AACE 26th Annual Scientific & Clinical Congress:

Three Ts Needed to Treat the Diabetic Foot

Lower extremity complications of diabetes are now more expensive than the 5 most expensive cancers in the United States,1 David G. Armstrong, DPM, MD, PhD, told Endocrine Web, after moderating an in-depth symposium, The Diabetic Foot: Clear and Unpleasant Danger, at the American Association of Clinical Endocrinologists (AACE) 26th Annual Scientific and Clinical Congress in Austin, Texas, with Andrew Boulton, MD, DSc, professor of medicine at the University of Manchester in Manchester, England.

“The good news, however, is that with a combination of team, technology, and tenacity, most [foot] ulcers can be mitigated and amputations prevented,” he said. Dr. Armstrong, professor of Surgery at the University of Arizona and Deputy Director of the Arizona Center for Accelerated Biomedical Innovation,

Caring for feet in people with diabetes takes tenacity, a team approach, and the latest technology.

Team Approach to Limb Salvage

From screening and prevention, to wound healing, infection management, and revascularization, the “Toe and Flow” model for the high-risk foot brings together the podiatrist (toe) and vascular surgeon (flow), with support from other key providers, to treat the vascular patient with critical limb ischemia.

Neuropathy, followed by ulceration, vascular impairment, and infection usually lead to a need for amputation in the patient with diabetes,1 said Christian J. Ochoa, MD, Assistant Professor of Clinical Surgery at the Keck School of Medicine at the University of Southern California, speaking at the AACE annual meeting; and successful salvage is possible when a team approach is used so individual team members are able to focus as needed.

“Endocrinologists are key members of the team because they can perform vascular noninvasive studies that provide basic information on blood flow and determine the severity of peripheral arterial disease (PAD),” Dr. Ochoa told EndocrineWeb “When blood flow is decreased or nondetectable, referral to a podiatrist or vascular surgeon is indicated.”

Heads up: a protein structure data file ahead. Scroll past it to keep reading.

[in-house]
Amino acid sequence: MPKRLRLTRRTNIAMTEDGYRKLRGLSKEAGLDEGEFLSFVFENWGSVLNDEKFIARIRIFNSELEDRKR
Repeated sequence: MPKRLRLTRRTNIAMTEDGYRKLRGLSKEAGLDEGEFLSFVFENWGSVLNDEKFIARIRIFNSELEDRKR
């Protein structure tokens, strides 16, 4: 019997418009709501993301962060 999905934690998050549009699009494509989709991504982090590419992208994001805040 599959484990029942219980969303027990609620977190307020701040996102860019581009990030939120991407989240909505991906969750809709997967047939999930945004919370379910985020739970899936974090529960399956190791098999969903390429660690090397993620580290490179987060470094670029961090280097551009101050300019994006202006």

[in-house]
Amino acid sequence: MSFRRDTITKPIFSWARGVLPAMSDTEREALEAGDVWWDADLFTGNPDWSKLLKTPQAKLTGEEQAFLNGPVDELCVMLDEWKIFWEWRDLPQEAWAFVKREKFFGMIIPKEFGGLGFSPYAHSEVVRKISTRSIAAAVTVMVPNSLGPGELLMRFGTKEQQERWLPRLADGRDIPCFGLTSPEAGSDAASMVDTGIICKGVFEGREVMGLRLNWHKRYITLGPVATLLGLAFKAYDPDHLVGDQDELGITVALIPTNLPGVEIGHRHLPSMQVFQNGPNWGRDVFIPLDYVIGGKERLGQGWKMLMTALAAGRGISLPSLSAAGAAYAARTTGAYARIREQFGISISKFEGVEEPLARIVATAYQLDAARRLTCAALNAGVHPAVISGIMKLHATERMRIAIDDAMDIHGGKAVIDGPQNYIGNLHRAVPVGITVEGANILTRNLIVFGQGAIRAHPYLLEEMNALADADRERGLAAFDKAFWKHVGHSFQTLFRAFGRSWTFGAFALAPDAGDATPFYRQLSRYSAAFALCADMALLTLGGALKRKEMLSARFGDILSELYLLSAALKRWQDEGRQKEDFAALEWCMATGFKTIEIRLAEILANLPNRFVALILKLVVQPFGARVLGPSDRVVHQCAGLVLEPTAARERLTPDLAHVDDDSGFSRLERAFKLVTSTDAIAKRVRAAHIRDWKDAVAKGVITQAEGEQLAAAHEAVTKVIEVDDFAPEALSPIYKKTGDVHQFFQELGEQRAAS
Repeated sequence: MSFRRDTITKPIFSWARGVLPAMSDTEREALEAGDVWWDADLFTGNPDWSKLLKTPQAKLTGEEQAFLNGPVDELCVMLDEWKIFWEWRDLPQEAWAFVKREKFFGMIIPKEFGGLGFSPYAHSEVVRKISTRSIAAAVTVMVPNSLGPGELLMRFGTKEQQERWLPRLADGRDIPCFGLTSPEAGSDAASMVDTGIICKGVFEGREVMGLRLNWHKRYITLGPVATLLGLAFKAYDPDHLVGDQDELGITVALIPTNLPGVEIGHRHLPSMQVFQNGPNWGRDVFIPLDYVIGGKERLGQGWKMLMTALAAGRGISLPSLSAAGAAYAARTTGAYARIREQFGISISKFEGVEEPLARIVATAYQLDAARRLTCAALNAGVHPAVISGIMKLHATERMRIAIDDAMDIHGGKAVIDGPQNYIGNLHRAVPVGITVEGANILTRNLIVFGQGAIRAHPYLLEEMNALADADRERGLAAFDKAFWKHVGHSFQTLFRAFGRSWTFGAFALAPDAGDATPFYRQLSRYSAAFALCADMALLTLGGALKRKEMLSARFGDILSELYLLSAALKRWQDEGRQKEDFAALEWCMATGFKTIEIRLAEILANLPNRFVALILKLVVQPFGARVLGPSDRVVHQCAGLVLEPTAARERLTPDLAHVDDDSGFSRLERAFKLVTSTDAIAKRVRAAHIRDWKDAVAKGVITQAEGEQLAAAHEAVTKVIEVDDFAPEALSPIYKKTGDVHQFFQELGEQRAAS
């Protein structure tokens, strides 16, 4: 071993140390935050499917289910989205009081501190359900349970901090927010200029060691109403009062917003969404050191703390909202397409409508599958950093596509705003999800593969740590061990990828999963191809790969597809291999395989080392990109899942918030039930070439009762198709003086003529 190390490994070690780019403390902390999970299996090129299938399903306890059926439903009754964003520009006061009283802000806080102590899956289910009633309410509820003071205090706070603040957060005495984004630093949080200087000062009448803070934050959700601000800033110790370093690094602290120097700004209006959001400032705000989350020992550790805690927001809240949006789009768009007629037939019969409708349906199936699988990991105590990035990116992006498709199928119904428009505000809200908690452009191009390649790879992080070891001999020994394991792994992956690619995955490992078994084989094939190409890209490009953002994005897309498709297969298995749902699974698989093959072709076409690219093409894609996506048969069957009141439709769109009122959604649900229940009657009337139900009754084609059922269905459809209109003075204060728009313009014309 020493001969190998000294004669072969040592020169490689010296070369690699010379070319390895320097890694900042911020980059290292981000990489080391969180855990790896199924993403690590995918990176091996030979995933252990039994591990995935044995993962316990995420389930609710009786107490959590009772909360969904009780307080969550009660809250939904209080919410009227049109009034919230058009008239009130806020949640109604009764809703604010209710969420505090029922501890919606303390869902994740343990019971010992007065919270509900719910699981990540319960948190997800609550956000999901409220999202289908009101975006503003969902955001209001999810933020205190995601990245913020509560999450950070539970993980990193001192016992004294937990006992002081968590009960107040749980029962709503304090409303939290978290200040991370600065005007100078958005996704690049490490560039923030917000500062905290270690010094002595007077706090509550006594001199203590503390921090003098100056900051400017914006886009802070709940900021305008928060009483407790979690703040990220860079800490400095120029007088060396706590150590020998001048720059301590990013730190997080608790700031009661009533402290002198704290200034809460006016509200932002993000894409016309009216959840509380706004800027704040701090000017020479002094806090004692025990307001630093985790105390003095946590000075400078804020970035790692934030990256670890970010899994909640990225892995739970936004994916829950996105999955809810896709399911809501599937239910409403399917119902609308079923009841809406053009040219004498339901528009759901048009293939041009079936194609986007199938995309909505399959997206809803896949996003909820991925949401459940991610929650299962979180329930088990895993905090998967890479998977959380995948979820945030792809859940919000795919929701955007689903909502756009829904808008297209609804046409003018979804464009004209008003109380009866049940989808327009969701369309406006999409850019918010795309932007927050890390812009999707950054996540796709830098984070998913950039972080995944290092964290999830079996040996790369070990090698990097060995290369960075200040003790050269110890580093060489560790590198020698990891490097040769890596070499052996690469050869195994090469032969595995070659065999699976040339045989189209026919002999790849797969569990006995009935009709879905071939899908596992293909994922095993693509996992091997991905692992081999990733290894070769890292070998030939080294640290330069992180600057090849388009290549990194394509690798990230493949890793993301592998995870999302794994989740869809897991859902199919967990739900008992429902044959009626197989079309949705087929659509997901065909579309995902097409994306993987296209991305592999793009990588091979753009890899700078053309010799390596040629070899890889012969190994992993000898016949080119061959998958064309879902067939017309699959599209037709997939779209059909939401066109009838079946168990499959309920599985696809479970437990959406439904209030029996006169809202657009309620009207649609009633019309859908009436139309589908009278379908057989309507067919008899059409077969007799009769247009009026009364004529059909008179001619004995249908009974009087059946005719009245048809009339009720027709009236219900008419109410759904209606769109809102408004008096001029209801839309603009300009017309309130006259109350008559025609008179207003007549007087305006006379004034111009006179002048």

Unfortunately, as many as 50% of PAD patients are asymptomatic, while 40% to 50% of PAD patients present with nonspecific leg complaints.2 Physical examination of the legs is unreliable, leading researchers to recommend noninvasive vascular tests to screen patients for PAD at every exam.2

Dr. Ochoa outlined the noninvasive vascular tests best used for PAD screening by an endocrinologist:1

  • Ankle-brachial index (ABI) to measure resting blood pressure at the ankle and the arm
  • Toe pressure measurements
  • Arterial duplex scan using ultrasound to identify narrowing of the blood vessels

Diabetes carries a 4-fold increase in risk for PAD compared to the general population,4 according to Dr. Ochoa. When critical limb ischemia is reached, a choice needs to be made between bypass surgery and balloon angioplasty to revascularize the lower extremity and, hopefully, prevent amputation.

Elliot Joslin, MD, pioneered the team approach to diabetes, incorporating foot care, medical and nutritional therapy, exercise, prompt treatment of infection, and specialized surgical care.3 Today, limb preservation teams are credited with reducing major amputations by as much as 95% with improved wound healing, and a low rate of ulcer recurrence.4

Keeping the Diabetic Foot in Remission

“Diabetic foot complications are common, complicated, and costly,” said Dr. Armstrong. The presence of a diabetic foot ulcer often leads to re-ulceration with accompanying increases in healthcare costs. Therefore, keeping the diabetic foot in remission is an important goal for endocrinologists, podiatrists, and vascular surgeons.

“There are a number of supercool new technologies designed to extend the number of ‘ulcer free days’ for the patient in diabetic foot remission,” Dr. Armstrong told EndocrineWeb. He described new home-based and even implantable sensors that are likely to fundamentally change the way patients interact with our doctors and nurses.1

Wounds tend to heat up before they break down, said Dr. Armstrong, so we can provide a home security system for the body that looks like a bathmat, socks that measure foot temperature, shoes that electronically control the pressure applied to the bottom of diabetic feet or a personal inflammation monitor.

“Just as we wish to feel safe in our homes, these systems allow diabetics to feel safe in their bodies,” Dr. Armstrong said. Dr. Armstrong is the founder of SALSA, a collaborative clinical and research alliance based in Arizona that is dedicated to advancing the care of the diabetic foot and preventing amputations in North America and worldwide. With a team of physicians, surgeons, engineers and scientists from 14 nations, SALSA conducts clinical trials and research on the development of intelligent textiles, fall prevention, and exploration and phenotyping of the human microbiome.

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